Q & A with Retiring School Counselor Jacky Krawczyk
Since retiredSchool Counselor Jacky Krawczykhas been at DSHA, she has helped two generations of Dashers with many uncommon and common social, emotional, and academic challenges; and she has celebrated alongside of them in their victories. She has been a clear communicator and problem solver, working collaboratively with faculty, students, and parents to do what is best for her students. In addition, colleagues in the DSHA Student Services department refer to her as the glue that has kept the department together and running smoothly. In the 26 years she has spent as a familiar face around the halls, her role as a school counselor has changed from an administrative, behind-the-scenes role to working face-to-face with students — a role she cherishes and will miss next school year.
Q & A with Retiring World Languages Faculty Martha Parks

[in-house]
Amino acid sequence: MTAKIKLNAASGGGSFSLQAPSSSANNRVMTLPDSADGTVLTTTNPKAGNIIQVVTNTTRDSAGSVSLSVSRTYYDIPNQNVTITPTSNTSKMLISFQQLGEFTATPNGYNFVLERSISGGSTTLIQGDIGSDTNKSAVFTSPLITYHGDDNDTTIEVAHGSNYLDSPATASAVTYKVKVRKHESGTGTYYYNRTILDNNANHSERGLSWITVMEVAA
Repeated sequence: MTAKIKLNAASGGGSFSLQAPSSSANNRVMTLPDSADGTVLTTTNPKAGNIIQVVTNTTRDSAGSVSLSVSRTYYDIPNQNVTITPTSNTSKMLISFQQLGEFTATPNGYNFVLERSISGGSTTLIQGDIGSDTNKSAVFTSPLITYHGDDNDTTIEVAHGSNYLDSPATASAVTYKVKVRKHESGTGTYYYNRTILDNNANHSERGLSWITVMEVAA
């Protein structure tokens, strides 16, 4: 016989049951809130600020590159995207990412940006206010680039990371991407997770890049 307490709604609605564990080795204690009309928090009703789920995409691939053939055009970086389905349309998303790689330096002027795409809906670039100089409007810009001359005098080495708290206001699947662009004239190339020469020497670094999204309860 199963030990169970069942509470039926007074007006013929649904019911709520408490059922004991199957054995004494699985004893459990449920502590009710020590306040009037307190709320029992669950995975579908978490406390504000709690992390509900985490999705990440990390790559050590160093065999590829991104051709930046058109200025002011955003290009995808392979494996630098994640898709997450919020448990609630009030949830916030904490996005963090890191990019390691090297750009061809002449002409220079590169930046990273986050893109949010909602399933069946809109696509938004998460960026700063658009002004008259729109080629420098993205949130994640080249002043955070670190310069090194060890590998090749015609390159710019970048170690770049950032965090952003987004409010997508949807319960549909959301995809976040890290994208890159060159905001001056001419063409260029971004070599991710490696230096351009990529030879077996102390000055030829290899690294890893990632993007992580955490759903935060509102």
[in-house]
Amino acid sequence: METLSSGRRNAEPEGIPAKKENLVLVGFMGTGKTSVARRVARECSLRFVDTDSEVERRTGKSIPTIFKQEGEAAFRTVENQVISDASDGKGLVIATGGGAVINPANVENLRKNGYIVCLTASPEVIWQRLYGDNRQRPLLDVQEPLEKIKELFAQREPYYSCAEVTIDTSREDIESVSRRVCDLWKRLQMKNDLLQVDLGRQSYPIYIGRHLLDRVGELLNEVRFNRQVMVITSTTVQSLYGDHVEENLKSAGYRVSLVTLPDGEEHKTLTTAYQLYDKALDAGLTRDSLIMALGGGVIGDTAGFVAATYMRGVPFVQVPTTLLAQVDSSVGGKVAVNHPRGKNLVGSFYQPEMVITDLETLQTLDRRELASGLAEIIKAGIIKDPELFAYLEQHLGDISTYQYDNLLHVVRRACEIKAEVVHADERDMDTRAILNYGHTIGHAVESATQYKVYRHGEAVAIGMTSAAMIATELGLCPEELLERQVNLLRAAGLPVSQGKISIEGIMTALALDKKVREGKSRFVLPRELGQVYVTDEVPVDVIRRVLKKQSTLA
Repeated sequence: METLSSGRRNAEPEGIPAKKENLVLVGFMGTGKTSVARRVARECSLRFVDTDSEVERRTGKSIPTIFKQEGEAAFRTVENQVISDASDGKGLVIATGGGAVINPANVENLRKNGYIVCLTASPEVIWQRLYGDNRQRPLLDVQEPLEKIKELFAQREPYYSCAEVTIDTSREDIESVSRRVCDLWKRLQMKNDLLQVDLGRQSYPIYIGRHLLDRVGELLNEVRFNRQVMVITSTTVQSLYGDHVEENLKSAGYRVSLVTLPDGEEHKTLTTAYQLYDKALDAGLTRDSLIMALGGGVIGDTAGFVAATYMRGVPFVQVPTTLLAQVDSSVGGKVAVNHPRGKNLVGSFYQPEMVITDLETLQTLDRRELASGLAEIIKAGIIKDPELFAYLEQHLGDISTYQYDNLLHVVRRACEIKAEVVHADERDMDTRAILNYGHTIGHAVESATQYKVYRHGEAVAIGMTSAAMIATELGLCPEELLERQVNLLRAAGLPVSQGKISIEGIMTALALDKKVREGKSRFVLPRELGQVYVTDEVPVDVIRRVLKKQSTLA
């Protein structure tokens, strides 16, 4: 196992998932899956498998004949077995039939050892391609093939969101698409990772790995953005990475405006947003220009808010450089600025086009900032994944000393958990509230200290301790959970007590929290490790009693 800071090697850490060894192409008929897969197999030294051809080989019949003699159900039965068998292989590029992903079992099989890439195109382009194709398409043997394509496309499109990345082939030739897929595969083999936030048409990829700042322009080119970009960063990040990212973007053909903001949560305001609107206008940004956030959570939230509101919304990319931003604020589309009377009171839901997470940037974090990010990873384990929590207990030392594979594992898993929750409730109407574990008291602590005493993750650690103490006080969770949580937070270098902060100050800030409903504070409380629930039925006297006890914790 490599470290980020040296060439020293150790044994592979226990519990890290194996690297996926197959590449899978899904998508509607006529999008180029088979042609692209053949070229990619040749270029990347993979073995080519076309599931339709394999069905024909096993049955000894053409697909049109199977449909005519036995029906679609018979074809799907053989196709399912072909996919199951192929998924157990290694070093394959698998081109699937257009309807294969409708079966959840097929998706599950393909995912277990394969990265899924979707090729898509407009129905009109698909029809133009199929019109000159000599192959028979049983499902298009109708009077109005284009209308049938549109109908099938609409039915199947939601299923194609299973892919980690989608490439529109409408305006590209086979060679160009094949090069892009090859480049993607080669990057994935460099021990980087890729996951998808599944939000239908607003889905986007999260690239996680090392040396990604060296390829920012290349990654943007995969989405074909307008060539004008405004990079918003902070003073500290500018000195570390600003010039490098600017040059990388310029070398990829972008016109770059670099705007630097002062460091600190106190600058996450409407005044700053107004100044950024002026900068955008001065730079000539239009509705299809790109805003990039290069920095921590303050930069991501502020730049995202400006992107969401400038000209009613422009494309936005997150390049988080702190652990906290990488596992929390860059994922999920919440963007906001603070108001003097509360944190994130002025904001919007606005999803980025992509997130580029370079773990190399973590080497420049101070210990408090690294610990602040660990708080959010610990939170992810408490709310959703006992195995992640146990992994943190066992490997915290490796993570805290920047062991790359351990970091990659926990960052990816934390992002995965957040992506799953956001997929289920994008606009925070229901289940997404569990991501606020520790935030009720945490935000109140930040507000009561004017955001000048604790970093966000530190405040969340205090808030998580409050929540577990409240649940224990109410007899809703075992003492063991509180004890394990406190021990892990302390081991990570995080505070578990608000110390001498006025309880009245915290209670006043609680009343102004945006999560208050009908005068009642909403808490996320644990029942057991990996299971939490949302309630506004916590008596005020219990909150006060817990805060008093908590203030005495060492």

World Languages Faculty Martha Parks is a staple of her department at DSHA, and has been since her arrival more than a decade ago. A native of Quito, Ecuador, she teaches Spanish with a passion and understanding that is invaluable — to both faculty and students alike. She strives to develop a confidence in her students’ abilities and an appreciation for both language and culture. In addition to her dedication in the classroom, she has given countless students the opportunity to immerse themselves into the Spanish culture outside of the classroom. She coordinated a service mission trip for Spanish students to the Working Boys Center in Quito, Ecuador for 12 years. She also had a desire to put Latina students on the map at DSHA, and therefore worked to organize and grow the Furia Latina Club, which celebrates and promotes Latino culture. Though she is retiring, she has left her mark on the place of DSHA in ways that matter to the mission.